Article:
by Max Marbut
With 89 days left in Mayor John Peyton’s second term in office, the City’s Chief Administrative Officer, Kerri Stewart, visited the Downtown Council of the Jacksonville Regional Chamber of Commerce at its meeting Friday at the Hyatt Downtown.
Stewart has a background in helping a new mayor transition into office. Peyton asked her to join his transition team when he was elected, then named Stewart policy director after he was sworn in.
Two years later, Stewart took over the City’s Housing and Neighborhoods Department and later became deputy CAO and then CAO last year upon the departure of Alan Mosley.
Stewart said she was qualified to speak about the last eight years in terms of Peyton’s time in office and the next 90 days in terms of preparing the next mayor to govern when he’s sworn in June 30.
“After July 1, I have no prognostications,” she said.
The past eight years, Stewart said, have been “tiring, humbling and frustrating, but rewarding.”
Through it all, the administration has concentrated on several areas, including job opportunities, quality of life, public safety and Jacksonville’s financial future.
Stewart said Peyton is proud of the City’s “reputation as one of the most business-friendly cities in Florida.”
Since 2003, she said, 81 companies have relocated to Jacksonville or expanded their operations here, creating more than 25,000 jobs with an average salary above the state average.
When Peyton took office, Stewart said, Cecil Field was empty.
“Now, with the master developer agreement with Hillwood, the Westside can realize its full potential,” she said. “While government doesn’t create jobs, it can provide an environment where companies can prosper.”
She also pointed to the growth of the port, particularly opening trade lanes to Asia and accounting for 65,000 jobs and a $19 billion economic impact annually.
Jacksonville has also established itself as one of the “top sports cities in America,” said Stewart.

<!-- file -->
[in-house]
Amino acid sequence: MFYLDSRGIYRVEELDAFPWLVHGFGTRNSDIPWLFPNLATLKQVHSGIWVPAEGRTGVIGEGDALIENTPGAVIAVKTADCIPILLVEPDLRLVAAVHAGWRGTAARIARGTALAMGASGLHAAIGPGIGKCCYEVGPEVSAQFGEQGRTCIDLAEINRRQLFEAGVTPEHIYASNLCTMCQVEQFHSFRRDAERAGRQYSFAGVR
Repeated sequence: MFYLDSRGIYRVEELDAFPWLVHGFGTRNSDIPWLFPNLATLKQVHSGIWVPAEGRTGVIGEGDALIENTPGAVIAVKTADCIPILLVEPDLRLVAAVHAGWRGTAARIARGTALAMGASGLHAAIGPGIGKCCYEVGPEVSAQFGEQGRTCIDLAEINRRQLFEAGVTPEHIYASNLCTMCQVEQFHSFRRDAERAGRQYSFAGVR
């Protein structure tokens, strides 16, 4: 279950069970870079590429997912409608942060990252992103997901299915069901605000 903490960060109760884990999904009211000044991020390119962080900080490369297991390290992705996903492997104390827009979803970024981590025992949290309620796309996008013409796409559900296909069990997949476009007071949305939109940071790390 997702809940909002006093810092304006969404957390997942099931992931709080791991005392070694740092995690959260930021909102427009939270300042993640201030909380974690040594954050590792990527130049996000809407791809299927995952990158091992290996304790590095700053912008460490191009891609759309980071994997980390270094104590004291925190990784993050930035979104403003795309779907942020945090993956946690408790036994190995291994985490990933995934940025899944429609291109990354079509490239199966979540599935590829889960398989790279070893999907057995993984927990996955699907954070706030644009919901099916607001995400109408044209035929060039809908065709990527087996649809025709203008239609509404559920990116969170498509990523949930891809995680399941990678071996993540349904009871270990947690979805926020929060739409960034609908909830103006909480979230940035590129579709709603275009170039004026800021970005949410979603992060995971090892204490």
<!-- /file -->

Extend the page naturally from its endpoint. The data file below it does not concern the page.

She cited the Gator Bowl, the Florida-Georgia game and the Jacksonville Jaguars improving from blackouts in 2009 to selling more season tickets than any other NFL franchise and no television blackouts last year.
Cleaning up and protecting the St. Johns River is also part of Peyton’s legacy, said Stewart.
“And there’s no greater place to celebrate the river than Downtown,” she said.
“Downtown is the smartest investment we can make. We have to focus on the public spaces Downtown to spur private development,” she said.
“Bay Street is coming into its own as Downtown’s nightspot. We’re making Laura Street the most walkable, perhaps not the most drivable, street in Jacksonville.”
Stewart also listed:
• The average Jacksonville worker makes 32 percent more income now than in 2000, a larger increase than Atlanta and the North Carolina cities of Charlotte and Raleigh.
• 148 child care centers have been converted from custodial care to learning centers.
• The Jacksonville Sheriff’s Office has 168 more sworn officers than in 2003 and there was a 23 percent reduction in violent crime last year.
“We want to make sure the new mayor and his staff will be ready for the budget,” Stewart said about the transition to the new administration.
The City’s chief executive, who will be elected May 17, will have just two weeks from his first day in office, July 1, until he has to present a budget to City Council.
The transition team is preparing 40 “issue papers” that Stewart said “aren’t John Peyton’s history of the world” but “a record of how we got where we are.”
An operations manual is also available, covering information from revenue sources to costs of services to personnel.
“Filling potholes, putting out fires and catching stray dogs – how do we do it and how much does it cost?” said Stewart.
The staff will move out of its offices and into the large conference room on the fourth floor of City Hall two weeks before Peyton’s successor takes the oath of office in order to give the new administration time to move into its new surroundings.
“We’ve tried to create an environment where, we hope, the new mayor’s staff can work with us,” said Stewart.
Stewart was asked what’s next in her career.
“I don’t know. It’s hard to let go, but I’ve got 89 days to figure out where I’ll go next,” she said.
To learn more about the Downtown Council, visit www.downtowncouncil.org.